When I was a kid, I loved ketchup-and-cheese sandwiches. I’m not talking about grilled cheesy goodness dunked in ketchup, here; this was two pieces of Home Pride, a single slice of Kraft American, and a heavy-handed squiggle of Heinz 57. I was obsessed with ketchup. Ketchup made everything better. Although both parents deny preparing said ketchup-and-cheese sandwiches for us kids and my sister says the thought of such a sandwich “makes her want to hurk,” there’s no denying that ketchup was the star ingredient in my mom’s meatloaf. I was, of course, meatloaf’s number one fan. Just the word “meatloaf” takes me back to those days, standing in the kitchen, watching my mom transform a mound of ground beef into a perfect oval with rapid two-handed pats before she iced the whole thing with ketchup and tossed it into the oven. It killed me that meatloaf took so long to cook. An hour?! Really, Mom? And then, as we (finally) sat down to eat, I’d silently start hoping for leftovers, because the only thing better than Mom’s meatloaf was a cold, leftover meatloaf-and-ketchup sandwich the next day.
Now that I’m all old and mature, my ketchup-and-cheese sandwich has been upgraded to a crusty baguette with hunks of gooey brie, and a taste for wine has replaced my craving for all things ketchup. And meatloaf? Well, I still love it, and this cheesy Marsala-glazed meatloaf recipe puts a classy spin on the nostalgic meal. It’s still got ketchup (as all good meatloaves do), but this one has hunks of gooey, white cheddar cheese and is dressed with a sweet wine glaze. It tastes indulgent and traditional all at once, and it’s a dinner both kids and adults will enjoy.
Dry Marsala wine is fantastic in this recipe (I used Colombo Fine Dry Marsala Wine, which has hints of vanilla and raisin). The meatloaf can be prepared a day ahead and stored covered in the fridge for a hearty, low-stress meal the next day.
Remember that super fun video recipe project I’ve been telling ya’ll about? Well, one of the four videos we shot was for a recipe I specially developed for Tropical Foods. To get my creative juices flowing, Tropical Foods hooked me up with a sack full of their bold nut mixes. After trying them all, the PB&J mix stole my heart. PB&J triggers feelings of nostalgia for most of us, but the funny thing is, I didn’t eat it much as a kid. In fact, I went through a rebellious phase during which I vehemently swore I didn’t like the taste of PB&J. Looking back, I’m pretty sure I was lying through my teeth in hopes of getting something toasty, like a hot grilled cheese or tuna melt, for lunch instead. Sometime in college, I rediscovered the pure pleasure of the peanut butter and jelly sandwich, and I’ve been making up for lost time ever since.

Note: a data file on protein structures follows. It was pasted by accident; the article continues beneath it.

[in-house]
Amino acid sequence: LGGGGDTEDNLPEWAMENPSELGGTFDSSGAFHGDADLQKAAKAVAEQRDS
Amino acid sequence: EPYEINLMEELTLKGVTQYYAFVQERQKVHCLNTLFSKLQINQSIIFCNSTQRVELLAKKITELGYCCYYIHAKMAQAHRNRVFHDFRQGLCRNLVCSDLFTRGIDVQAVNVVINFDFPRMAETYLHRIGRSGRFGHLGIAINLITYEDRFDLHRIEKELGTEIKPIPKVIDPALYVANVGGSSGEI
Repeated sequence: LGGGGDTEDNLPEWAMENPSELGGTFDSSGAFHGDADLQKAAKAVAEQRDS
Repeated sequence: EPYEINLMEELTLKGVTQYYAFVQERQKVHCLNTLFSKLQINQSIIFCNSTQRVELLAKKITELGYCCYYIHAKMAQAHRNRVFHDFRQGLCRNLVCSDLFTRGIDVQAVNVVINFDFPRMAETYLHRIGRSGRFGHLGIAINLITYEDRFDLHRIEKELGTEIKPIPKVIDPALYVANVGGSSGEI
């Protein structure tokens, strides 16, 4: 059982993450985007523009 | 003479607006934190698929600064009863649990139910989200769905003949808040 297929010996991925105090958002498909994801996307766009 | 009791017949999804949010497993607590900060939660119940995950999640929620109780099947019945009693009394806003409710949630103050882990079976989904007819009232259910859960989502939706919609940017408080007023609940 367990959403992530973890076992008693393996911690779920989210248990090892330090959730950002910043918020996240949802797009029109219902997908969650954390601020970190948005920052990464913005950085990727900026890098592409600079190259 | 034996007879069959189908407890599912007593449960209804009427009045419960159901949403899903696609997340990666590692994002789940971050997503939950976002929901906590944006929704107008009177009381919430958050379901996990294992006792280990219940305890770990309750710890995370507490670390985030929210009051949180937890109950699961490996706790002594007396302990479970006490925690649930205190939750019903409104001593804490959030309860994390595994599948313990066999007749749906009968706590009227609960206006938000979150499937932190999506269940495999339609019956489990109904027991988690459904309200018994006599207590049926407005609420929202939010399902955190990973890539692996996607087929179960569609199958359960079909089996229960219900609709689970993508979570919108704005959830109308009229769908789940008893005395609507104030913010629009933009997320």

Hope you enjoy my recipe for Peanut Butter and Jelly Snack bars! I know my Guinea pig coworkers did!
Make sure you enter the Tropical Foods Bold giveaway below! Three winners will receive one bag of each of the following How Bold Can You Go mixes:
Honey Roasted Buffalo Nuts
Ranch Buffalo Nuts
Blue Cheese Buffalo Nuts
Sienna Cream Crunch
When asked if I’d be interested in shooting some recipe videos for Tropical Foods, I said YES without really thinking about how much work goes into preparing, planning, and executing a video project. I said yes before I had a chance to think about standing in front of a camera and how sweaty that might make me. I said yes, because, well, for better or for worse I have a hard time saying no to opportunities, and honestly who could say no to the chance to work with a large, well-established Charlotte-based company like Tropical Foods?
To prepare for the shoot, I did what any self-respecting accountant would do: I input all the recipe ingredients into an Excel spreadsheet. There were columns for the description, quantity, recipe to which it related, and the corresponding grocery store aisle. Organization was key. Each recipe was cooked and tested three times prior to the shoot, and each round began with a massive grocery shopping trip. After I had my initial practice round with the recipes, I used the second and third go-arounds to verbally talk myself through the steps. “Ok, now we’ll melt the butter. Mmm buttterrrr.” “Give it a good stir.” “It’s ok if it looks like poo, it’ll still taste great!” I also found myself asking questions. I know Rachael Ray always de-stems her chard… but why? What’s the stem taste like anyway? What’s the difference between black and red grouper? What if I can’t find wonton wrappers at the grocery store? I jotted down questions as I went, and spent a lot of time researching ingredients and cooking processes.